9. Once the JIT system is functioning smoothly, ownership of the cells should
be given to the team of workers rather than using a hierarchy of managers and task workers (Hopp and Spearman, 2000).
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Appendix A: Traditional Performance Measures (Financial Objectives) Measure
Direct labor efficiency
Contrary to the JIT philosophy, these measures would penalize workers for producing only on demand even though they might use the non-production time to make quality and productivity improvements (Ahmad, et al., 2002). “Worse still, maximizing the utilization rate encourages continuous machine usage at the expense of regular maintenance” (Adeyemi, n.d.). Overproduction of inventory would be encouraged, leading to increased rates of waste and inventory obsolescence. Variance reporting
“[T]raditional variance analysis encourages dysfunctional behaviors such as allowing inventory to build up so as to show a favorable volume variance.” Purchasing managers may also “act dysfunctionally by purchasing materials based on lowest price considerations at the expense of quality so as to show a favorable materials price variance. The consequences of inferior quality materials purchased are manifested in increased reworks, scraps, inspections and storage of defective parts leading to higher production costs and loss of competitiveness” (Adeyemi, n.d.). Margins and profits
Short-term financial measures promote a myopic viewpoint that emphasizes short-term financial results at the expense of long-term profitability. To achieve short-term gains, managers may make dysfunctional decisions to reduce discretionary expenditures on factors such as employee training (Adeyemi, n.d.). *Department budget control
*Cost-reduction: dollar savings
These measures would stimulate a continuous search for ways to realize efficiencies and streamline processes. *Inventory turnover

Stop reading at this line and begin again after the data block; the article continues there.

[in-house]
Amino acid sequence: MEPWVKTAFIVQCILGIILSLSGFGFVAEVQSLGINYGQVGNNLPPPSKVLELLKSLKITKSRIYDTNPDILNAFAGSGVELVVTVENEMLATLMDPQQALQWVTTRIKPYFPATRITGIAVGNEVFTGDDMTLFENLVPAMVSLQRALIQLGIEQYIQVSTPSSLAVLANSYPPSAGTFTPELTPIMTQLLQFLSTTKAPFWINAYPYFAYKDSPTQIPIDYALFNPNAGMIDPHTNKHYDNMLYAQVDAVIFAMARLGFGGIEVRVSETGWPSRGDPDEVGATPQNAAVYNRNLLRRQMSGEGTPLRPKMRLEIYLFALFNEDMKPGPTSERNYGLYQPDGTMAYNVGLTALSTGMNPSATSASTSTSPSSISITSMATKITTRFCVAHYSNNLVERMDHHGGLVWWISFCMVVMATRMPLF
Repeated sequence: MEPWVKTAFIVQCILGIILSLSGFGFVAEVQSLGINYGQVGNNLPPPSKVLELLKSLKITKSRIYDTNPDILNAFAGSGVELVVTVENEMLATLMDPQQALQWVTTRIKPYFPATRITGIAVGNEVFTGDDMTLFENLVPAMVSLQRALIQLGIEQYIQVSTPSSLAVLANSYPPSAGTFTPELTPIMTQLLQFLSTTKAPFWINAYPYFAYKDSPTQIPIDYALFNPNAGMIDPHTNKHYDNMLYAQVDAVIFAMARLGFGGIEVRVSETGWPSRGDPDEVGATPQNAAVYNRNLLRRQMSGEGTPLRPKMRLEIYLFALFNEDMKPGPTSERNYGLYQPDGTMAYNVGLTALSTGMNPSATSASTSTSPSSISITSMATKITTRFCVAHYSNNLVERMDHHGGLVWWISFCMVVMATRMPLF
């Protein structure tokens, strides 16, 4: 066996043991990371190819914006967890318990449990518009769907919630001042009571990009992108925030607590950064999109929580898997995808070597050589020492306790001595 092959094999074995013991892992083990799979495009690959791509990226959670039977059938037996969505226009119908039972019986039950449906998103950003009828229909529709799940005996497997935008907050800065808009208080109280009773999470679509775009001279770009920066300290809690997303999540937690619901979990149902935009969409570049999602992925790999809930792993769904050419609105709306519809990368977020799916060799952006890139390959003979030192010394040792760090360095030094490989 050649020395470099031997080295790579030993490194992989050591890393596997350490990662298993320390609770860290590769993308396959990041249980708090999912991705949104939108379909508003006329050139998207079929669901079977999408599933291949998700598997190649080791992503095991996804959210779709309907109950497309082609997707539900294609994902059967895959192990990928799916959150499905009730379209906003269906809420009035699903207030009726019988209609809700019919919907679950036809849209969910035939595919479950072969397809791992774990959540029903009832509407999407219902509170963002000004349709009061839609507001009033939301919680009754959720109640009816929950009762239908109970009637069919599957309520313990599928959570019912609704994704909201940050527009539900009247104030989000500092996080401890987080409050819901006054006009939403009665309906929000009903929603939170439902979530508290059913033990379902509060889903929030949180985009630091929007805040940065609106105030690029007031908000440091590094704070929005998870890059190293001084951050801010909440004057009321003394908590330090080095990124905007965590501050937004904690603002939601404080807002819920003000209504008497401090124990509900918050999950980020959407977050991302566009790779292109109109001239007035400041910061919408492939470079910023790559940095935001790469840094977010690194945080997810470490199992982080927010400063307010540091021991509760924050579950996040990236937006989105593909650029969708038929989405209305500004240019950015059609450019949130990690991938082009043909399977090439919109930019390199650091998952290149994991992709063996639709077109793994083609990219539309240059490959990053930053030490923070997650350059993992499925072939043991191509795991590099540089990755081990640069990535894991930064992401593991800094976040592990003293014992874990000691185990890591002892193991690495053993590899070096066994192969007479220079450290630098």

A high ratio denotes fast moving inventories while a low ratio denotes slow or obsolete inventories on hand. A low ratio may also result from maintaining excessive inventories needlessly which ties up funds that can be
used in other operations (Accounting for Management, n.d.). A successful JIT system should produce an ever increasing inventory turnover ratio.
Appendix B: Non-Traditional Performance Measures
Improve cost, quality and cycle times of production processes
*Supplier scorecard ratings: quality, delivery, cost
*Product and process defect rates
*Product cycle times
*Lead times, from order to delivery
*Changeover / setup times
*Hours lost due to equipment downtime
*Inventory scrap as a % of sales,
*% of rework
Suppliers will be held to greater standards and will be strongly motivated to improve on scorecard measures to continue the relationship
To meet customer demands directly from production rather than inventory, fast throughput of materials is essential (Pycraft, et al, 2000).
Equipment must be reliable as dependability is a prerequisite for fast throughput (Pycraft, et al, 2000).
These measures would encourage workers to reduce waste and look for ways to optimize materials handling and processing. Positive effects on quality control should result. Customer
Increase customer satisfaction & loyalty
Enhance customer profitability
*% of on-time deliveries
*Customer satisfaction surveys
*Number or % of unprofitable customers
A JIT system gives companies “a greater level of control over the entire manufacturing process, making it easier to respond quickly when the needs of customers change” (Conrad, n.d.)
Pricing should also be at an appropriate level as to ensure profitability. Learning & growth
Create a culture tuned into streamlining operations, reducing waste and teamwork
Share knowledge about best practices & customers
Enhance workforce cross-training & skills
*Employee culture survey
*Number of new practices shared and adopted
*Number of employee suggestions
*Number of employees with cross-training
JIT is a significant management innovation that requires a major cultural
change (Atkinson, et al., 2002)
These measures stimulate continuous improvement and teamwork.
This would facilitate process improvements and enhance employee flexibility and adaptability.